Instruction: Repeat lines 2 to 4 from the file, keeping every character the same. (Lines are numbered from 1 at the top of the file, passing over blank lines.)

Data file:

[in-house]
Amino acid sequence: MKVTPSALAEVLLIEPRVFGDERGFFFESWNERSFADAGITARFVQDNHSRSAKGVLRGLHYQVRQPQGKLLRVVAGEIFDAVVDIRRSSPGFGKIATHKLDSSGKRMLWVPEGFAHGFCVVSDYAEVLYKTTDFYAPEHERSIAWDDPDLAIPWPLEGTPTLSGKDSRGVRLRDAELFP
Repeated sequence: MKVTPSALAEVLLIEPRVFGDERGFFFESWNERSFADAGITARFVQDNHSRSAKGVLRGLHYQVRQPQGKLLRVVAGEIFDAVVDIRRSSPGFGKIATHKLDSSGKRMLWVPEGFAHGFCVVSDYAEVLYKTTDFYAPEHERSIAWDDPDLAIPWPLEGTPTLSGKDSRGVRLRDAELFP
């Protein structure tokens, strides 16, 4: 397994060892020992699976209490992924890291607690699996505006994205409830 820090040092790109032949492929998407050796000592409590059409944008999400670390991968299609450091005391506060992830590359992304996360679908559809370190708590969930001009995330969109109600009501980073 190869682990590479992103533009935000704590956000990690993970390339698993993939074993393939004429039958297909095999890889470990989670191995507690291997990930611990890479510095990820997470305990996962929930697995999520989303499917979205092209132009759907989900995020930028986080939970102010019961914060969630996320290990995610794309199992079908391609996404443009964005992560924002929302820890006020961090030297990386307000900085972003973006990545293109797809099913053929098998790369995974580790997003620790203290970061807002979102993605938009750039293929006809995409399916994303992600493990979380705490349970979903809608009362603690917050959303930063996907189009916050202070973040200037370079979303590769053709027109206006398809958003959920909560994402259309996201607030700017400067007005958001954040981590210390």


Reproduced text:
Amino acid sequence: MKVTPSALAEVLLIEPRVFGDERGFFFESWNERSFADAGITARFVQDNHSRSAKGVLRGLHYQVRQPQGKLLRVVAGEIFDAVVDIRRSSPGFGKIATHKLDSSGKRMLWVPEGFAHGFCVVSDYAEVLYKTTDFYAPEHERSIAWDDPDLAIPWPLEGTPTLSGKDSRGVRLRDAELFP
Repeated sequence: MKVTPSALAEVLLIEPRVFGDERGFFFESWNERSFADAGITARFVQDNHSRSAKGVLRGLHYQVRQPQGKLLRVVAGEIFDAVVDIRRSSPGFGKIATHKLDSSGKRMLWVPEGFAHGFCVVSDYAEVLYKTTDFYAPEHERSIAWDDPDLAIPWPLEGTPTLSGKDSRGVRLRDAELFP
């Protein structure tokens, strides 16, 4: 397994060892020992699976209490992924890291607690699996505006994205409830 820090040092790109032949492929998407050796000592409590059409944008999400670390991968299609450091005391506060992830590359992304996360679908559809370190708590969930001009995330969109109600009501980073 190869682990590479992103533009935000704590956000990690993970390339698993993939074993393939004429039958297909095999890889470990989670191995507690291997990930611990890479510095990820997470305990996962929930697995999520989303499917979205092209132009759907989900995020930028986080939970102010019961914060969630996320290990995610794309199992079908391609996404443009964005992560924002929302820890006020961090030297990386307000900085972003973006990545293109797809099913053929098998790369995974580790997003620790203290970061807002979102993605938009750039293929006809995409399916994303992600493990979380705490349970979903809608009362603690917050959303930063996907189009916050202070973040200037370079979303590769053709027109206006398809958003959920909560994402259309996201607030700017400067007005958001954040981590210390």